CSR in Nigeria

CSR in Nigeria

Blog by Wayne Visser

A few thoughts after my trip to Lagos last month …

I am not naive enough to believe that CSR heralds a new dawn for Nigeria. The general consensus was that most companies are stuck in the Ages of Philanthropy and Marketing. Nevertheless, CSR has the potential to advance transparency and to create a platform to discuss the ethics of business and government. It also has the potential to be corrupted, which sadly is already happening in some instances where corporate sponsorship of government ‘CSR projects’ is practiced as an indirect form of bribery.

Shell Nigeria’s reputation seems as sullied as ever, 15 years after the Ken Saro Wiwa fiasco. It seems like a viscous cycle of destructive relations. According to Tony Attah, Manager of Sustainable Development and Community Relations, 90% of the oil spills in 2009/10 were as a result of saboteurs, vandals and those trying to steal oil from the pipelines. Also, the Nigerian government takes more than 90% of the earnings of the business through taxes, royalties and their own equities (it has a 55% equity stake in the company).

Of course, there are examples of good practice, such as the Global MOUs between companies and communities, and conservation projects like the Chevron preserved urban forest which I visited. Yet even here, one senses that these are fragile fortifications against a relentless tide of oil-slicked growth and car-jammed urbanisation. I was there during the scheduled first weekend of elections, but these were postponed due to printed ballot papers not arriving in time. The Nigerians take it all in their stride, as if fighting the behemoth of inefficiency is as futile as cursing the manic traffic.

One encouraging initiative is the Social Enterprise Reporting Awards (SERA), run by Trucontact …

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[button size=”small” color=”blue” style=”download” new_window=”false” link=”http://www.waynevisser.com/wp-content/uploads/2012/08/blog_nigeria_wvisser.pdf”]Pdf[/button] CSR in Nigeria (blog)

Related websites

[button size=”small” color=”blue” style=”tick” new_window=”false” link=”http://www.waynevisser.com/books/the-age-of-responsibility”]Link[/button] The Age of Responsibility (book)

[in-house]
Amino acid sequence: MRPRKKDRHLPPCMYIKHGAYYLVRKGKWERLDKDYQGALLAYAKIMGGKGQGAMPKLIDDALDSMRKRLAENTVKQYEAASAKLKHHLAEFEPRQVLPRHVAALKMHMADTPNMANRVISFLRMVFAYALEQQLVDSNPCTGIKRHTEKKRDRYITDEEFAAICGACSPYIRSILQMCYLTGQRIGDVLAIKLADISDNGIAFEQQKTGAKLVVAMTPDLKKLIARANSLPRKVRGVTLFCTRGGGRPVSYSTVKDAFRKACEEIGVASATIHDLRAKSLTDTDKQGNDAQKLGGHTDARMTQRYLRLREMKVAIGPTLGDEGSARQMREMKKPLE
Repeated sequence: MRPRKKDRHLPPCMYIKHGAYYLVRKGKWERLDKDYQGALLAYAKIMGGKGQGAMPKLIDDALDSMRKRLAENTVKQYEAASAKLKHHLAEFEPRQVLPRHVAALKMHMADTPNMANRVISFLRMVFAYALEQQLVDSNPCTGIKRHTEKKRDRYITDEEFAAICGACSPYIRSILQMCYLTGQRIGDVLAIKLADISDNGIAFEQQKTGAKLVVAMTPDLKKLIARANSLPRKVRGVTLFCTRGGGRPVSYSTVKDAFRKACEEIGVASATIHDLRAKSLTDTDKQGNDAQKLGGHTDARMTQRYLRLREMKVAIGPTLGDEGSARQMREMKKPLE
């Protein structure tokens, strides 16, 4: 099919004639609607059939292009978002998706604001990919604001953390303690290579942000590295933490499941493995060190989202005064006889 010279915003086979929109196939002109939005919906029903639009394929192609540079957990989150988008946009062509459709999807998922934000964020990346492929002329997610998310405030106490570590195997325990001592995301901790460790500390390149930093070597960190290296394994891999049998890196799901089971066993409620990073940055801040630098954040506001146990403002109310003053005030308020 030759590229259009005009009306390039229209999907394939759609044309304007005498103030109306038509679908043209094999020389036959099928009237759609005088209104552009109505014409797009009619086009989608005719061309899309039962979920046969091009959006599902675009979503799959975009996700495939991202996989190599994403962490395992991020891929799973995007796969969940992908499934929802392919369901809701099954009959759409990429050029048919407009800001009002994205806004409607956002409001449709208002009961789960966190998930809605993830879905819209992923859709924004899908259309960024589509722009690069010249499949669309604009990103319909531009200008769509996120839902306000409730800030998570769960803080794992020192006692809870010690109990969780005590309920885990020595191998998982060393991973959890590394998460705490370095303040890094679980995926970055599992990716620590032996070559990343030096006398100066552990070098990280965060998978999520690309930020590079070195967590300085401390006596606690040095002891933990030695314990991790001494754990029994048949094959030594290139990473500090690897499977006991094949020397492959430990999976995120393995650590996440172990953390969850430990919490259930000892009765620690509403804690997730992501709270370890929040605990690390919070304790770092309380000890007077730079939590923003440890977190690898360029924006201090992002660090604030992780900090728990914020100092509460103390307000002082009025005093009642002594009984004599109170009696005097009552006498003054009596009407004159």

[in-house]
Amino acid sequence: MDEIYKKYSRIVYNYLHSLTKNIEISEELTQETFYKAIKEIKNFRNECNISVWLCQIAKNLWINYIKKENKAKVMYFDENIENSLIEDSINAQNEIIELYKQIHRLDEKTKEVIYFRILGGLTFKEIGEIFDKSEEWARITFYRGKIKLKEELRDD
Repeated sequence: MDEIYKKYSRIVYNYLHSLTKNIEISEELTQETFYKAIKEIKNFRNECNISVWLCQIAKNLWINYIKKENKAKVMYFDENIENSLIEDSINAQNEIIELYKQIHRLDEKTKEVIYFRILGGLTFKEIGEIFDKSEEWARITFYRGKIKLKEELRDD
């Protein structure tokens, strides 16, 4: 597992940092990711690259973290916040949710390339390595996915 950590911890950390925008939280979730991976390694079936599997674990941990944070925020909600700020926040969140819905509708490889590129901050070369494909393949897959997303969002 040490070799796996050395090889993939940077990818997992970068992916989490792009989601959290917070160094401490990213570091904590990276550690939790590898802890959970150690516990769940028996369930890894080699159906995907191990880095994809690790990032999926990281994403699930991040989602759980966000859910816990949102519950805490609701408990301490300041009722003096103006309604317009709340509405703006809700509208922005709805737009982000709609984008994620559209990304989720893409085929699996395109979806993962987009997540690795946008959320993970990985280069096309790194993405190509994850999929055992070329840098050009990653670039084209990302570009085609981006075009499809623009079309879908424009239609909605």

[button size=”small” color=”blue” style=”tick” new_window=”false” link=”http://www.csrinternational.org”]Link[/button] CSR International (website)

Cite this blog

Visser, W. (2011) CSR in Nigeria, Wayne Visser Blog Briefing, 26 April 2011.

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Nigeria 2011 Notes

08 April 2011

Finally, I made it to Nigeria, a country I expected to visit much sooner than now, given its strategic importance in Africa and CSR. I got back from Lagos via Paris this morning. The CSR training for Trucontact went well and seemed appreciated. My hosts, Ken Egbas and colleagues, were gracious and generous. As it turned out, I saw very little on this first trip, beyond the training venue, my hotel and the crazy traffic in between.

I come away with mixed feelings. Certainly, the raw vitality and aggressive ambition (or is it just survival instinct?) is palatable. And as in so much of Africa, the culture and its people are colourful, hopeful and friendly. But there is also the malaise of powerlessness in the face of endemic corruption and greed among politicians, not to mention the inertia of crumbling state apparatus and economic injustice.

The greatest hope being clung to is rediscovering good, public-serving leaders, who remain a fantasy. The greatest source of faith is a Pentecostal brand of Christianity that gives its followers strength in knowing that God is on the side of the oppressed. What is somewhat depressing is knowing that Nigeria’s hardships are largely self-imposed, inflicted by the power-hungry on the opportunity-starved. The society is culturally robust, but morally and economically weakened by the cancers of raw greed and desperate need.

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